more » ... between demand and need projections. Professor Birch is right to point out that even if supply keeps up with our demand projections, there still may be unmet needs for care. A recent paper of ours compares demand-based health worker shortages (demand minus supply) to needs-based health worker shortages (need minus supply) and shows just how large the difference between the two measures can be (Scheffler et al., 2018) . The paper projects low-income countries to have essentially no demand-based health worker shortage in 2030, but a large needs-based shortage of 6 million health workers. The difference stems from the fact that low-income countries often lack the financial resources to generate substantial demand. Despite our focus on demand-based shortages in the paper currently under discussion, we believe both demand-based and needs-based shortage projections are extremely important for health workforce planning. Later in the first paragraph, Professor Birch states 'demand projections are fundamentally linked to, and certainly not independent of, supply'. This statement raises the notion of supplier-induced demand (Evans, 1974; Scheffler, 2008) . In the context of our study, this means health workers can induce a shift in demand by patients. Professor Birch is correct, our model does assume independence between supply and demand. However, we believe that the importance of supplier-induced demand is not going to increase in the future. If anything, as more health systems move toward capitation and away from fee-for-service, it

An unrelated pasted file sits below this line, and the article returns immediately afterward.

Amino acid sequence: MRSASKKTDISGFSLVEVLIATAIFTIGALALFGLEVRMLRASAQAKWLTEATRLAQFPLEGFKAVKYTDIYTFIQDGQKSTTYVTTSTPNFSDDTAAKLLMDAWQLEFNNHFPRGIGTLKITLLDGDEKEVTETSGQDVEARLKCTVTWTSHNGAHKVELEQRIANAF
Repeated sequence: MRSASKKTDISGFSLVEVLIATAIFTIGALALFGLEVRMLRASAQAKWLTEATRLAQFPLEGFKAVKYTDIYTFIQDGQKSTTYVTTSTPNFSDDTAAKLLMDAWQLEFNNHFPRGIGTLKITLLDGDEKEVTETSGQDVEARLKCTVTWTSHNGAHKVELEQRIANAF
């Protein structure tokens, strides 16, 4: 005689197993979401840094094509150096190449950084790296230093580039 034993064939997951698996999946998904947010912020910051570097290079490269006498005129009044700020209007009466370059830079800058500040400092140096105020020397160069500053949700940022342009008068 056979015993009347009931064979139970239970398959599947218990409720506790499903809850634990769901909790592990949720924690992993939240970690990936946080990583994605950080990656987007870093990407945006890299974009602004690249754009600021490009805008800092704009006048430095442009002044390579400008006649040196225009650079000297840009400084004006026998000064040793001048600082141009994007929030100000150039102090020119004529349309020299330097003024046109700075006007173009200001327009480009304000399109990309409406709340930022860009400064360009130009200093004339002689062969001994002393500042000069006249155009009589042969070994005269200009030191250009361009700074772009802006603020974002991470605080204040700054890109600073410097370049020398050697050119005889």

doi:10.1017/s1744133118000348 pmid:30070200 fatcat:shsh7qg6rrbwbckvu3noei6lme

The Changing Alpine Treeline David R. Butler , George P. Malanson , Stephen J. Walsh , Daniel B. Fagre . Amsterdam, The Netherlands. Elsevier. 2009. xix + 199 pp. US$ 185.00. ISBN: 978-10-444-53364-7

John Grace
2011 Mountain Research and Development  
Malanson, Stephen J. Walsh, and Daniel B. Fagre. Amsterdam, The Netherlands: Elsevier, 2009. xix + 199 pp. US$ 185.00. ISBN 978-0-444-53364-7.  ... 
doi:10.1659/mrd.mm091 fatcat:um6jinmombgoxg5alr4liqrtt4